#27: Chokers and Fairytale Fashion

Hi hi, mes chers,

So chokers are back in fashion, huh? I still have one in my jewelry box left over from the mid ’90s I can haul out if that’s true. It only looks a little like it cost $8 and has been nesting in a tangle for twenty years.

Artist’s recreation.

Chokers always remind me of Angela Carter’s short story “The Bloody Chamber,” published in 1979; so in honor of the current choker resurgence I thought it’d be fun to revisit the fashion in the story. I’ve written about it before (and am using some of that material here). It’s such a charged story, I think about it often. It’s a retelling of “Bluebeard” in which the young narrator, a penniless pianist, becomes the bride of the richest man in France. Like the narrator of Rebecca (another Bluebeard tale), this new bride does not give us her name. Or her groom’s. But we learn that he’s a marquis, much older, and has been thrice married and thrice widowed. On the day of their wedding, he whisks her off to a remote seaside castle bristling with treasures: A Bechstein in the music room, cabinets of Limoges and Sèvres, a library lined with “calf-bound volumes, brown and olive, with gilt lettering on their spines, the octavo in brilliant scarlet morocco.” In other words, this Bluebeard is a connoisseur and collector of many fine things, including wives.

He gives her an extravagant bridal trousseau, which includes a certain Poiret dress that she wears a few times over the course of the story—first on a trip to the opera to see Tristan und Isolde on the eve of her marriage and then again on the evening after she’s lost her virginity at the castle by the sea. Poiret was a French couturier. As the Met says in their timeline of art history: “Every decade has its seer or sybil of style, a designer who, above all others, is able to divine and define the desires of women. In the 1910s, this oracle of the mode was Paul Poiret, known in America as ‘The King of Fashion.'” (The Met put on a gorgeous exhibition of his work in 2007 and the images can be viewed here.)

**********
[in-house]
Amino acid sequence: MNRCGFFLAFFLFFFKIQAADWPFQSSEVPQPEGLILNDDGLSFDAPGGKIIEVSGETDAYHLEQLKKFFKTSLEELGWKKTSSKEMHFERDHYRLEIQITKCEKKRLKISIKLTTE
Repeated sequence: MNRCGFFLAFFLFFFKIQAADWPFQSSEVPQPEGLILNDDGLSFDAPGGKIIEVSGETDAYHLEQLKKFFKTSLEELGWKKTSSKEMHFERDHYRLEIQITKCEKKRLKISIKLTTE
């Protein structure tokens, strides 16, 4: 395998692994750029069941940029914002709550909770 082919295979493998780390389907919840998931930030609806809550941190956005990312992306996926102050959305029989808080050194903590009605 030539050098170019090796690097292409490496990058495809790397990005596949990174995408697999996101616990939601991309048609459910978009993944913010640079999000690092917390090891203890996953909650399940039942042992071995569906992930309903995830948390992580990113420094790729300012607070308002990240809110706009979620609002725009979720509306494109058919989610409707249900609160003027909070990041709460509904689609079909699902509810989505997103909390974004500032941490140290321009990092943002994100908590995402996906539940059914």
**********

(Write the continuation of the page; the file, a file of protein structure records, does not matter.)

The Poiret worn in Carter’s story is described as “a sinuous shift of white muslin tied with a silk string under the breasts,” although later it’s a “chaste little Poiret shift.” So: It’s sensually provoking to wear, yet virginal to look at. Poiret was famous for having done away with corsets in his designs, so there lies another level of freedom represented in the dress and its ability to “define the desires of women.” (Please note: Poiret may have put the kibosh on the corset but he also introduced “the hobble skirt,” so it’s a mixed bag there. A mixed hard-to-walk-in bag.)

Of the Poiret dresses I looked at online, this one looks the most similar to the one in Carter’s story—it’s a 1913 “Théâtre des Champs-Élysées” evening gown made of ivory silk damask with an overskirt of ivory silk tulle.

Credit: Photograph Studio, Metropolitan Museum of Art.

On all the occasions that the narrator wears the dress, the marquis requests that she pair it with the necklace he’s given her as a wedding gift. This is “a choker of rubies, two inches wide,” which when clasped around her throat looks “like an extraordinarily precious slit throat.”

The choker once belonged to the marquis’ grandmother, the bride tells us:

After the Terror, in the early days of the Directory, the aristos who’d escaped the guillotine had an ironic fad of tying a red ribbon round their necks at just the point where the blade would have sliced it through, a red ribbon like the memory of a wound. And his grandmother, taken with the notion, had her ribbon made up in rubies; such a gesture of luxurious defiance.

Later, of course, the marquis will try to lop off her head. Let this be a lesson: inspect those gifts of jewels for all possible meaning and significance before accepting!

Interestingly, decapitation also pops up in an anecdote connected to Poiret’s own life. As Hamish Bowles recounted in a story for Vogue, the Parisian designer’s early clients were put off by the “brazen modernity of his designs, such as a Confucius coat innovatively cut like a kimono. ‘What a horror,’ Poiret recalled the formidable Russian Princess Bariatinsky exclaiming when he presented her with it. ‘When there are low fellows who run after our sledges and annoy us, we have their heads cut off, and we put them in sacks just like that.'”

Yours until Thursday,
Hoping you keep your head while all about you are losing theirs etc.,

p.s. If you haven’t subscribed to this newsletter and would like to, go here.

Carrie Frye
Black Cardigan Edit